Photo: Michael Harder
On November 17th, Aarhus University Hospital celebrated the premature infants and showed support to their families by illuminating the helipad with purple light.
It can be a dramatic experience to have a premature infant. On Sunday the 17 November, World Prematurity Day was celebrated by illuminating larger buildings all over the world with purple light to honour all premature infants.
- We have made it a tradition together with hospitals and organisations all over the world to mark the World Prematurity Day in this way, and to show our support to parents and families with premature infants, which cause a lot of concern and worries, says Jesper Padkær Petersen, MD and Consultant at Aarhus University Hospital.
Previously, prematurity was associated with a considerable risk of death and severe disabilities, but during the last 20 years, treatments have improved considerably. However, the birth and often prolonged hospital admission are associated with stress, worries and grief, which may impact on these families for years.
Today, most premature infants survive and although infants previously had an increased risk of e.g. delopmental disturbances and learning disabilites, most children today manage at the same level as other children.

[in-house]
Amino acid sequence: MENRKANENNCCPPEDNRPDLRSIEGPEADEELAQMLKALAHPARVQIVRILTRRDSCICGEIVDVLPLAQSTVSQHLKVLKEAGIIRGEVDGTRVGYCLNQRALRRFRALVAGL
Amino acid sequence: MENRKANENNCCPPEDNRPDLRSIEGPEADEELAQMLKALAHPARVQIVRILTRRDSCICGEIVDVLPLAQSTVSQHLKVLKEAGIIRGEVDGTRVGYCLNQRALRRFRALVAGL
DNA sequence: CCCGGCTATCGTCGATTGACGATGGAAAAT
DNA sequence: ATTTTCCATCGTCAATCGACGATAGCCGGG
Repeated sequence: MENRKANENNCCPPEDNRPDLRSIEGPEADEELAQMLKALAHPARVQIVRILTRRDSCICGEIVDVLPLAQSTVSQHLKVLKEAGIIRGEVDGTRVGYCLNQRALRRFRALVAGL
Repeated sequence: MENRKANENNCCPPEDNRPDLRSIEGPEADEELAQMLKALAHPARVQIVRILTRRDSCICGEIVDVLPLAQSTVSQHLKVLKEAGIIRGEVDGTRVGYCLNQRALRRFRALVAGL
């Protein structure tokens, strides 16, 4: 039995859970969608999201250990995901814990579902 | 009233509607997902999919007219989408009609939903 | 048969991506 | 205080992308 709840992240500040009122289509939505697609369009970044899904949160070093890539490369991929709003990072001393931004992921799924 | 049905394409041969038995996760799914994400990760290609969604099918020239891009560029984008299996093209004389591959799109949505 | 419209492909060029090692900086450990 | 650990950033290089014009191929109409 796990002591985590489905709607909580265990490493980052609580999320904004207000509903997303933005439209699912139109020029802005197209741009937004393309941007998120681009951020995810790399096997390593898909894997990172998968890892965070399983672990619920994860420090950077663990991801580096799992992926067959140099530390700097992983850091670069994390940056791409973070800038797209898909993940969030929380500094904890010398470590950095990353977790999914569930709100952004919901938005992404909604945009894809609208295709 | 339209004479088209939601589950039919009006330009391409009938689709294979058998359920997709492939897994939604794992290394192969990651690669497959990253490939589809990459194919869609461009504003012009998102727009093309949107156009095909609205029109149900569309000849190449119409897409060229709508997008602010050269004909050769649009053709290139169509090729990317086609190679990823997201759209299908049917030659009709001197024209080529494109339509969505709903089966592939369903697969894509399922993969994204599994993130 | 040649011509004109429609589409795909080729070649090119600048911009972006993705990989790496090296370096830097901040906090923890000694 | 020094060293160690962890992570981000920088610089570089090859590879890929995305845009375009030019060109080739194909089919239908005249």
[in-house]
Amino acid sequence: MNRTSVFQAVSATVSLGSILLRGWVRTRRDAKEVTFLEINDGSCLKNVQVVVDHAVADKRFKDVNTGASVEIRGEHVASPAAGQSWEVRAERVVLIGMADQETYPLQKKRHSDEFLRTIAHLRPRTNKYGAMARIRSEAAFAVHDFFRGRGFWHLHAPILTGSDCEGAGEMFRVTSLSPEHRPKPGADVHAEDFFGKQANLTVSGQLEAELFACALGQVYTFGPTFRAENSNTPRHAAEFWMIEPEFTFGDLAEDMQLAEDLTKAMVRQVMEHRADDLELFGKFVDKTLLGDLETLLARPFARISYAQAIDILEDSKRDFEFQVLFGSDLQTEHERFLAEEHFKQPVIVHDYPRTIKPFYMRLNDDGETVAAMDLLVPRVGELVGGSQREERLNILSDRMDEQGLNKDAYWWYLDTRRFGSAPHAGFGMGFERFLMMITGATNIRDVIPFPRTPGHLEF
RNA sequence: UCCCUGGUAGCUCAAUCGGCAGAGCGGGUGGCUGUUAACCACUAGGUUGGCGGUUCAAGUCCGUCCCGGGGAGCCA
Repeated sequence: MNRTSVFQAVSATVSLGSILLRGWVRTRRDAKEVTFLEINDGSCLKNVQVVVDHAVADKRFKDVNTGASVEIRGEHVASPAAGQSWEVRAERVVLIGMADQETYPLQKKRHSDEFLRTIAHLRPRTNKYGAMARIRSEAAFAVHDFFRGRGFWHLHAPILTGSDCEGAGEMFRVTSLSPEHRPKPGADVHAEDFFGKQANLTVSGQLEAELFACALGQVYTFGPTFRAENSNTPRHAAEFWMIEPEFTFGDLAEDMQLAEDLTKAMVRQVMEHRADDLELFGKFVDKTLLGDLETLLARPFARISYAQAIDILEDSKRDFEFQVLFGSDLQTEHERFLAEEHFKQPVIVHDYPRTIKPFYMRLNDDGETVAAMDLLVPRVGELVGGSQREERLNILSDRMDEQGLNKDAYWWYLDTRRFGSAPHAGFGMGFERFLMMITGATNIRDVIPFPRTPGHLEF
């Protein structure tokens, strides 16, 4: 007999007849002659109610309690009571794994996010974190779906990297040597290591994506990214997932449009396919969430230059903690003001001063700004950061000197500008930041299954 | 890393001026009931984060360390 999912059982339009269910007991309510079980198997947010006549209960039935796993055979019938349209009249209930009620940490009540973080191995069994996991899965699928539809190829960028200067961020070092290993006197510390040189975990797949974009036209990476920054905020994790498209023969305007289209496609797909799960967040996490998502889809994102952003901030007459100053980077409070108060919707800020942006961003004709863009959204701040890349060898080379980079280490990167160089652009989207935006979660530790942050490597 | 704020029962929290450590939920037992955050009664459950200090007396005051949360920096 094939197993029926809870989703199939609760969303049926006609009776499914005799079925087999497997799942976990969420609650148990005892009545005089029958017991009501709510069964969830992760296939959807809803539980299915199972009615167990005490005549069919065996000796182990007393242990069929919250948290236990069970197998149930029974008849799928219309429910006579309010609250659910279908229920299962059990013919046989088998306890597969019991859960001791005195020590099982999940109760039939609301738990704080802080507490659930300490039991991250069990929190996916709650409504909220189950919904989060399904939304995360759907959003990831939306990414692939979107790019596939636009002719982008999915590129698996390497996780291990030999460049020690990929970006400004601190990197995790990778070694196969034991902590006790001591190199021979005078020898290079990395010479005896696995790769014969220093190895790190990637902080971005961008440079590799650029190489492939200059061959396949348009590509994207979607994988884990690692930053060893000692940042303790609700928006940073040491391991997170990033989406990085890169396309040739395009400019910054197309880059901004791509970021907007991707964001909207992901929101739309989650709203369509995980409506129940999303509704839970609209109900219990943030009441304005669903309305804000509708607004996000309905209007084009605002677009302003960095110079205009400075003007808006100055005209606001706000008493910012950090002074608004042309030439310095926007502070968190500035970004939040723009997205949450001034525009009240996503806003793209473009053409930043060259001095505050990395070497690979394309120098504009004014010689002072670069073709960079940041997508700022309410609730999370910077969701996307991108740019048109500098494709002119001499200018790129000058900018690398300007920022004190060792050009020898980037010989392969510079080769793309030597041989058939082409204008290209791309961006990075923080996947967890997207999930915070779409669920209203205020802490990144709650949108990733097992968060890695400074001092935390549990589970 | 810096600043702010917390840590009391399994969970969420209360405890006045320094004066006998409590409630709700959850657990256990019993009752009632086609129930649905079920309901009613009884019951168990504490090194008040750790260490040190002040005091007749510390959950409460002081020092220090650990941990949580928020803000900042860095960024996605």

- A little above 6% of all infants born in Denmark are born prematurely (before 37 full gestational weeks). This is equivalent to approx. 4,000 infants/year or 1-2 pupils in each class
- Most (3,200) are born slightly or moderately prematurely (32-36 gestational week), around 600 are born very prematurely (before week 32) of whom approx. 200 children are born extremely prematurely each year (before gestational week 28)
- Most premature infants survive, but mortality and risk of serious disability is high in those born extremely prematurely
- Children born prematurely have an increased risk of developmental problems, but the majority is healthy. Even among children with problems, it is most common to attend normal schooling and lead an independent adult life.
Jesper Padkær Petersen, Consultant, Neonatal and Paediatric Intensive Care Unit, Aarhus University Hospital. Tel.: +45 3071 5171, e-mail firstname.lastname@example.org.